From: The Nelson Mail
By: Tracy Neal
Queenstown-based project director John Hilhorst was in Nelson yesterday to look at potential sites for the $74 million development.
“Nelson has the degree of diversity and good community spirit that we are looking for,” he said.
“It’s a go-ahead place with good connectivity nationally and internationally.”
Nelson Deputy Mayor Rachel Reese, who has held preliminary talks with representatives of the trust behind the project, confirmed that between three and five sites in the Nelson region were being looked at.
She said this week that a top-of-the-south approach, which included Nelson and Marlborough, would be the best way to provide support for the type of college planned.
It was announced on Thursday that the region was being eyed as a possible location for the planned New Zealand college in a global network of 13 United World Colleges, of which former South African president Nelson Mandela is honorary international president.
NZ UWC trust chairman Tony Baldwin said this week that Nelson was among a small list of New Zealand regions being considered for a college and campus, which would educate and house up to 250 scholarship students from around the world.
United World Colleges runs a demanding two-year academic programme ending with the International Baccalaureate exam. Students are selected on personal merit, irrespective of race, religion, politics and ability to pay.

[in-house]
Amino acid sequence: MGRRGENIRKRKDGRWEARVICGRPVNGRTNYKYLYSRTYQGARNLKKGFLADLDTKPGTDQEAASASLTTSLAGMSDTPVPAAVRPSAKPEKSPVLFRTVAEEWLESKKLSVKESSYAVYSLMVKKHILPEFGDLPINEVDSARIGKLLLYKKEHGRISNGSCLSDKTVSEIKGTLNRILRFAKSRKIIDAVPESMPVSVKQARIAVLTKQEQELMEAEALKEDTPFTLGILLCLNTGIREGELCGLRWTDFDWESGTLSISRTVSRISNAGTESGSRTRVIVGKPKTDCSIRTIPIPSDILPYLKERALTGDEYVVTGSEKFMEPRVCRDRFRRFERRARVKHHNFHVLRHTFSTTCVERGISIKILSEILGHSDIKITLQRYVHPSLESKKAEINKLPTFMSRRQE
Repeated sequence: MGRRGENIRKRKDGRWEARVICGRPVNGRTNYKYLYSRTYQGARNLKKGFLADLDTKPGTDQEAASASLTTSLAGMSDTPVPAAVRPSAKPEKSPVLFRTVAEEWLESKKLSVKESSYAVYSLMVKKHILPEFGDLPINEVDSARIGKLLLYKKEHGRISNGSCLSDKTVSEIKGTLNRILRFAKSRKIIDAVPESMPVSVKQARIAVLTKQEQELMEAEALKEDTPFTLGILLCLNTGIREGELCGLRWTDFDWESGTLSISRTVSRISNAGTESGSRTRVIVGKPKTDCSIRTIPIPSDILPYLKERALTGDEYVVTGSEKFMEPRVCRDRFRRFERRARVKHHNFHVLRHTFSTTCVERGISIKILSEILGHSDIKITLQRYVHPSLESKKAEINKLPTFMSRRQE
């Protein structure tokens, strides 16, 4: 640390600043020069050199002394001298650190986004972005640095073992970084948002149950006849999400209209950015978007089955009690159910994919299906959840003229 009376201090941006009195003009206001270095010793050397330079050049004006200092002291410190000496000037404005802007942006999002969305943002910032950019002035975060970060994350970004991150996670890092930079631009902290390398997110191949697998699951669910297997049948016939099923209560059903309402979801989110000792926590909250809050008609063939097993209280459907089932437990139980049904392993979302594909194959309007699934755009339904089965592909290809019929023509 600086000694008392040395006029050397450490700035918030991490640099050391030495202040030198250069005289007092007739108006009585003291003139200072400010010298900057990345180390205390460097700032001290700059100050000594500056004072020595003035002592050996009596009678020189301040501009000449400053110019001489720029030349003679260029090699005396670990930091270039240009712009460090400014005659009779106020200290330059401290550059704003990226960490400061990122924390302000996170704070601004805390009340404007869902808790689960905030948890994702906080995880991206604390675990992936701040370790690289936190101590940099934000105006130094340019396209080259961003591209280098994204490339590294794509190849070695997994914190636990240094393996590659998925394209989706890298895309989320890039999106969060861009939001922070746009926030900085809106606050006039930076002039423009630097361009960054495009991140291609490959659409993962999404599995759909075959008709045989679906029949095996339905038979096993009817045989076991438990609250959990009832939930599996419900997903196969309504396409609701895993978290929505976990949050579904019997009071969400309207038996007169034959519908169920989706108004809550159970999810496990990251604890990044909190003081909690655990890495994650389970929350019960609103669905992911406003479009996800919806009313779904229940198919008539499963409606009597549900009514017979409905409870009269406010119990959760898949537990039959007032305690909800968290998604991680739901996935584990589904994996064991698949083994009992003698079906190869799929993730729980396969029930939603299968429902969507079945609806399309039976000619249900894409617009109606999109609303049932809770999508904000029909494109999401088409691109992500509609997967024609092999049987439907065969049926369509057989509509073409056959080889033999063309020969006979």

Mr Hilhorst, who has led the establishment of the New Zealand Alpine Sports Academy and the Wakatipu High School International Programme, said yesterday the trust was looking for a place that best represented New Zealand.
It would not be in an urban environment, with some of the sites considered quite remote, and others within 5-6km of a good-sized community.
“The features that are important for us include stunning environmental values. We would like to be in a regional community that allows good connection with the people of New Zealand.
“The school is very much about engaging with its community it’s not just about landscape, but the people of New Zealand and that’s embodied well in the Nelson community,” Mr Hilhorst said.
The college and campus would cost about $74 million to build, employ 85 staff and have annual running costs of $7 million.
Cr Reese said the intention is for the college to have a focus on sustainable development.
The project would require considerable fundraising, with help from New Zealand and global philanthropists.
Mr Hilhorst said Air New Zealand, Contact Energy and NZ Post had come on board as corporate sponsors, and the trust was in talks with other corporates.
Mr Baldwin said a site originally earmarked in Queenstown had not been ruled out, but because the trust realised it would be “hard-pressed” to get the consents needed, it had to look at other options.
The focus now was on completing stage two of a five-stage plan that would see the college open by September 2012. Site selection was on a tight timeframe, and would need to be finalised by December this year, Mr Hilhorst said.
– United World College Student Magazine –